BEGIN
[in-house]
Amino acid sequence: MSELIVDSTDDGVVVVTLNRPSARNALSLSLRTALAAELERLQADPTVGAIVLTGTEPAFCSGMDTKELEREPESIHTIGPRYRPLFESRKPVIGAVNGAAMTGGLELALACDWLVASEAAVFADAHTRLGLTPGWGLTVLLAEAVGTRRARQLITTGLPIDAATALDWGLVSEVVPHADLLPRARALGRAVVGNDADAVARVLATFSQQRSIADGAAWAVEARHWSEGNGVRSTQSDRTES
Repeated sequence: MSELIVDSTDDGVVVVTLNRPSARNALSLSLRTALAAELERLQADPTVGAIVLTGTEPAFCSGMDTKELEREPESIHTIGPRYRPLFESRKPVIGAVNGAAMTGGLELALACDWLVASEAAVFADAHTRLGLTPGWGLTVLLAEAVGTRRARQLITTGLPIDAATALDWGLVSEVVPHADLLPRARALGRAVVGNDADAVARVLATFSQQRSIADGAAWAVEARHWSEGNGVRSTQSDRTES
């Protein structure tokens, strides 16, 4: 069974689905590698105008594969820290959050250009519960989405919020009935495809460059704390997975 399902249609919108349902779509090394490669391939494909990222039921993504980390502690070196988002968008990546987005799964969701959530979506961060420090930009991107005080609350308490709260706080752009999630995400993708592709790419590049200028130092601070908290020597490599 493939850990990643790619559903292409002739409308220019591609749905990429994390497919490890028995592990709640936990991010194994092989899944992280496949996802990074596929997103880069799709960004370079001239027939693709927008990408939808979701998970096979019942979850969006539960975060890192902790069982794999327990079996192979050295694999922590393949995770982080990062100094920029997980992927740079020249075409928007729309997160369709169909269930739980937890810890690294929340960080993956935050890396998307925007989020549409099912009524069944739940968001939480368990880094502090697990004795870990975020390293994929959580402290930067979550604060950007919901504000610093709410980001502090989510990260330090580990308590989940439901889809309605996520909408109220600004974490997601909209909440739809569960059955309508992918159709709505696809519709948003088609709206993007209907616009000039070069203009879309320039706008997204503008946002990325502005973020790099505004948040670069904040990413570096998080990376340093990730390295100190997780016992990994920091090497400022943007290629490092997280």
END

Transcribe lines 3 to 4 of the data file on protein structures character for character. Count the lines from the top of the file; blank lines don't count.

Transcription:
Repeated sequence: MSELIVDSTDDGVVVVTLNRPSARNALSLSLRTALAAELERLQADPTVGAIVLTGTEPAFCSGMDTKELEREPESIHTIGPRYRPLFESRKPVIGAVNGAAMTGGLELALACDWLVASEAAVFADAHTRLGLTPGWGLTVLLAEAVGTRRARQLITTGLPIDAATALDWGLVSEVVPHADLLPRARALGRAVVGNDADAVARVLATFSQQRSIADGAAWAVEARHWSEGNGVRSTQSDRTES
């Protein structure tokens, strides 16, 4: 069974689905590698105008594969820290959050250009519960989405919020009935495809460059704390997975 399902249609919108349902779509090394490669391939494909990222039921993504980390502690070196988002968008990546987005799964969701959530979506961060420090930009991107005080609350308490709260706080752009999630995400993708592709790419590049200028130092601070908290020597490599 493939850990990643790619559903292409002739409308220019591609749905990429994390497919490890028995592990709640936990991010194994092989899944992280496949996802990074596929997103880069799709960004370079001239027939693709927008990408939808979701998970096979019942979850969006539960975060890192902790069982794999327990079996192979050295694999922590393949995770982080990062100094920029997980992927740079020249075409928007729309997160369709169909269930739980937890810890690294929340960080993956935050890396998307925007989020549409099912009524069944739940968001939480368990880094502090697990004795870990975020390293994929959580402290930067979550604060950007919901504000610093709410980001502090989510990260330090580990308590989940439901889809309605996520909408109220600004974490997601909209909440739809569960059955309508992918159709709505696809519709948003088609709206993007209907616009000039070069203009879309320039706008997204503008946002990325502005973020790099505004948040670069904040990413570096998080990376340093990730390295100190997780016992990994920091090497400022943007290629490092997280």